The UMass Amherst's Stream Continuity project, the basis for what is now the NAACC, responded to that need. Today Thiel serves as a coordinator for the NAACC in New York, helping to generate awareness, provide training, and administer a grant program that supports upgrades based on ecological benefits, which more often than not overlap with public safety benefits as well.

“The state’s leadership in adopting that protocol has been a fabulous impetus for coalescing a gigantic state where bits and pieces of this work had been happening already,” said Brown.

Brook trout in Roaring Brook
Upgrading culverts removes barriers for species like Eastern brook trout that need to migrate upstream to survive. Photo: The Nature Conservancy
By providing a common language and platform for people in any field to communicate about road-stream crossings, the NAACC has helped to foster partnerships between municipal officials and conservation professionals who both consider upgrading bridges and culverts to be a top priority for different but parallel reasons. Or rather, perpendicular reasons: streams and roads.

When it came time to plan the upgrade in North Elba, the priorities of the public works officials and the scientists were almost perfectly aligned. The difference between the proposed width of the opening and the optimal width the scientists had in mind for fish and wildlife passage was just two feet.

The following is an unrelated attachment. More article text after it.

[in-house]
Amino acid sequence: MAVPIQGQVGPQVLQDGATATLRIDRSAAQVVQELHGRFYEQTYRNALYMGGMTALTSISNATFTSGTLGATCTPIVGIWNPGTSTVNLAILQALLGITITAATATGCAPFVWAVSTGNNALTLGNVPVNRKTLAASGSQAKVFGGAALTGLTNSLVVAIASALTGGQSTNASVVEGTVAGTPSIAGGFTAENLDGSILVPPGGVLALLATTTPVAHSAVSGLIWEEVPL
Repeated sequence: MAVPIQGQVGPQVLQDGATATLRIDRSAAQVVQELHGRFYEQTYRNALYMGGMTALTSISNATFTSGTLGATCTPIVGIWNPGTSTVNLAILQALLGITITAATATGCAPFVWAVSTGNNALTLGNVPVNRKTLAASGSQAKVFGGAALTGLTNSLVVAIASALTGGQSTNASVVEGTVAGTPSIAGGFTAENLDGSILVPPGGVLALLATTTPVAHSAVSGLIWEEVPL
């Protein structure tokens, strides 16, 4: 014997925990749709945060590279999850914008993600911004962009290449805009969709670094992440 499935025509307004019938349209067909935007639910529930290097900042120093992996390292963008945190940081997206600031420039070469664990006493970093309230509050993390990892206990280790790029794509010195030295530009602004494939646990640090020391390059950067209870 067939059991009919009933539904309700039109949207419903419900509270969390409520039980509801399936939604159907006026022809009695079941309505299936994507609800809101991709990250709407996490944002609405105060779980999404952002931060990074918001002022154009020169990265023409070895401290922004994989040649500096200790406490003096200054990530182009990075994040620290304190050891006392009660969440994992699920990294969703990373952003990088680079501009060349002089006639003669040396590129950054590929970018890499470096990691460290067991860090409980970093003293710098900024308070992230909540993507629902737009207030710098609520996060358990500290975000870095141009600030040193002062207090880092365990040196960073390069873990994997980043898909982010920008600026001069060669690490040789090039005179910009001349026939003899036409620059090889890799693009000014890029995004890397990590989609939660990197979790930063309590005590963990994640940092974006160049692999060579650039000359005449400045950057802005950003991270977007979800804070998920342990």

“It would have been fine for fish, but they were thinking about small mammals like foxes as well,” said Dougan.  

The county had done its due diligence. The design reflected requirements for accommodating the streambed in a high-flow event, but for Dougan, there was no question about going the extra distance.

“Sure, you need a little more concrete and steel, but it’s an incremental cost in the long run if a minor change to the baseline standard lets you leave a shelf inside the culvert to allow small animals to pass through,” said Dougan.